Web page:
Jul 28, 2017

McCain kills Senate health care bill

AP Photo/Cliff Owen

The Senate's health care bill is dead, and Sen. John McCain cast the deciding vote to kill it. Shortly after midnight, McCain — along with Sens. Lisa Murkowski and Susan Collins — voted not to adopt the"skinny repeal" bill that had become Republicans' last ditch effort to keep hopes of repealing at least part of the Affordable Care Act alive. The bill ultimately failed 49-51.

Trump tweets: "3 Republicans and 48 Democrats let the American people down. As I said from the beginning, let ObamaCare implode, then deal. Watch!"

  • As the vote approached, McCain was talking on the floor with Democratic Leader Chuck Schumer, who came away smiling, and Republican Whip John Cornyn, who flashed a thumbs-down sign.
  • GOP leaders held a separate vote open for roughly an hour as they tried to prevent their bill from collapsing. Vice President Mike Pence intensely lobbied McCain, who was flanked by Collins and Murkowski.
  • Both Schumer and Majority Leader Mitch McConnell got a little emotional as they addressed the chamber after the vote was finally called, a little after 1:30 a.m. — McConnell while talking about how long Republicans have been promising to repeal the ACA, and Schumer when acknowledging McCain's speech this week about bipartisanship.

McCain returned to the Capitol in dramatic fashion earlier this week after being diagnosed with brain cancer, and GOP leaders couldn't have begun the health-care debate without his vote. But he went on to sharply criticize the process through which the bill was drafted, and said he wouldn't vote for the measure unless he was sure it wouldn't become law.

"It's time to move on," McConnell said after the vote.

"I regret that we're here, but I want to say again I'm proud of the vote I cast tonight, consistent with what we told the American people we'd try to accomplish, in four straight elections," McConnell said.

Go deeper

The coronavirus is Trump's slow-burn crisis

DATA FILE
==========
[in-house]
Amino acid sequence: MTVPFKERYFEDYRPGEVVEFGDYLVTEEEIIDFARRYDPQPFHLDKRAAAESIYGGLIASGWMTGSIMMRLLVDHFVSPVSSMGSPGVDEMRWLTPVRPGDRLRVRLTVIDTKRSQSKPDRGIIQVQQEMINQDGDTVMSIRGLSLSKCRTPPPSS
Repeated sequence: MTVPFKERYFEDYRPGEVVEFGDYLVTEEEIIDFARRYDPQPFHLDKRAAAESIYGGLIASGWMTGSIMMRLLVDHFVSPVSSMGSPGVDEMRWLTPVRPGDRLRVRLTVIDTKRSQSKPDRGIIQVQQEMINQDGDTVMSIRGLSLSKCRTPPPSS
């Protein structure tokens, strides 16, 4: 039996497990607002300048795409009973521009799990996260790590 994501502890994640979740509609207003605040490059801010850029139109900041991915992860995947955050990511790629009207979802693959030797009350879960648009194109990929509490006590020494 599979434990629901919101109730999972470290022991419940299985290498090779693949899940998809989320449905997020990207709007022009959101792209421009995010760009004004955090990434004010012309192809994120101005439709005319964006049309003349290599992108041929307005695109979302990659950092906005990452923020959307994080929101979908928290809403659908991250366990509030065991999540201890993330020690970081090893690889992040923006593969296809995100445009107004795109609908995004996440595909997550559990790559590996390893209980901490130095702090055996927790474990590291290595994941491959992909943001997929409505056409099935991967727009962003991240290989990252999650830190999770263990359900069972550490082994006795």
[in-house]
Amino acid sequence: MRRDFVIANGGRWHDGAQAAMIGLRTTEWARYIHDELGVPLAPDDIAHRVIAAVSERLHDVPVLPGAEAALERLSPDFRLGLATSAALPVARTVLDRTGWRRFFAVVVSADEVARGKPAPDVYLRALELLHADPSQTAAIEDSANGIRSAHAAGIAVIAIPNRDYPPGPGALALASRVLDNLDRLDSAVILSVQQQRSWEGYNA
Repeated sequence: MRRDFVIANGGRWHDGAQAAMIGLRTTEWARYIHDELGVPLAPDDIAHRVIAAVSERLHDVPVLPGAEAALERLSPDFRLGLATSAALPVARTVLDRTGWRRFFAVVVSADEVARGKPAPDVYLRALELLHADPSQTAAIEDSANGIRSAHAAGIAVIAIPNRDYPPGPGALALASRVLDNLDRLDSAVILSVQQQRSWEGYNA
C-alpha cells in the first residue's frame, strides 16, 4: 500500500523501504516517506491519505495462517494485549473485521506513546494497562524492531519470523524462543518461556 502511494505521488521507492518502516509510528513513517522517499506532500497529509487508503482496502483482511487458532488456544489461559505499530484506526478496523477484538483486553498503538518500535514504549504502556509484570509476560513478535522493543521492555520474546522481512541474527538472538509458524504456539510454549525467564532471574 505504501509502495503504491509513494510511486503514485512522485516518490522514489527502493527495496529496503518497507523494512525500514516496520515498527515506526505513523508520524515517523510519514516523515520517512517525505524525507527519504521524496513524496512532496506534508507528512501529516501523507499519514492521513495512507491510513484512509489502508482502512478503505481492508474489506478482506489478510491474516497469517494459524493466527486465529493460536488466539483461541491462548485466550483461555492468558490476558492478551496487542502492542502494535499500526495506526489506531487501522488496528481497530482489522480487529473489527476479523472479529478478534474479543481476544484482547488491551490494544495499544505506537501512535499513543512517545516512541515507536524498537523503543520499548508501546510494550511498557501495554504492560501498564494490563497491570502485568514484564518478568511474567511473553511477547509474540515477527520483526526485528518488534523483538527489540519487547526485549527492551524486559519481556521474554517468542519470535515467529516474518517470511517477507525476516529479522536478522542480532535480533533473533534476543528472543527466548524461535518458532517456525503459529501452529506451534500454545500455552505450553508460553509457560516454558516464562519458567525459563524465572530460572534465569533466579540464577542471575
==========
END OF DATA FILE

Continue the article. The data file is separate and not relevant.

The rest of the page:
Photo: Money Sharma/AFP/Getty Images

At 6:30 p.m. from the White House press room, President Trump will publicly make himself the face of America's response to the coronavirus crisis.

Why it matters: This is exactly the situation where a president needs the credibility to truthfully explain a tough situation to the public.

Obama demands South Carolina stations stop airing misleading anti-Biden ad

Photo: Samir Hussein/Samir Hussein/WireImage

Former President Obama's office is calling on South Carolina TV stations to stop running a misleading attack ad by a pro-Trump super PAC that uses Obama's voice out of context to make it appear as if he is criticizing Joe Biden and Democrats on race.

Why it matters: It's a rare intervention by Obama, whose former vice president Joe Biden is facing a critical primary in South Carolina on Saturday. Obama has said he has no plans to endorse in the Democratic field.

The megatrends that will shape the 21st century

Illustration: Eniola Odetunde/Axios

An enormous amount of change has been crammed into the first two decades of the 21st century — but what’s coming next will break every speed record.

The big picture: The world is being buffeted by rapid yet uneven advances in technology that will revamp work and what it means to be human. At the same time, fundamental demographic changes will alter democracies and autocracies alike while the effects of climate change accumulate, physically redrawing our globe.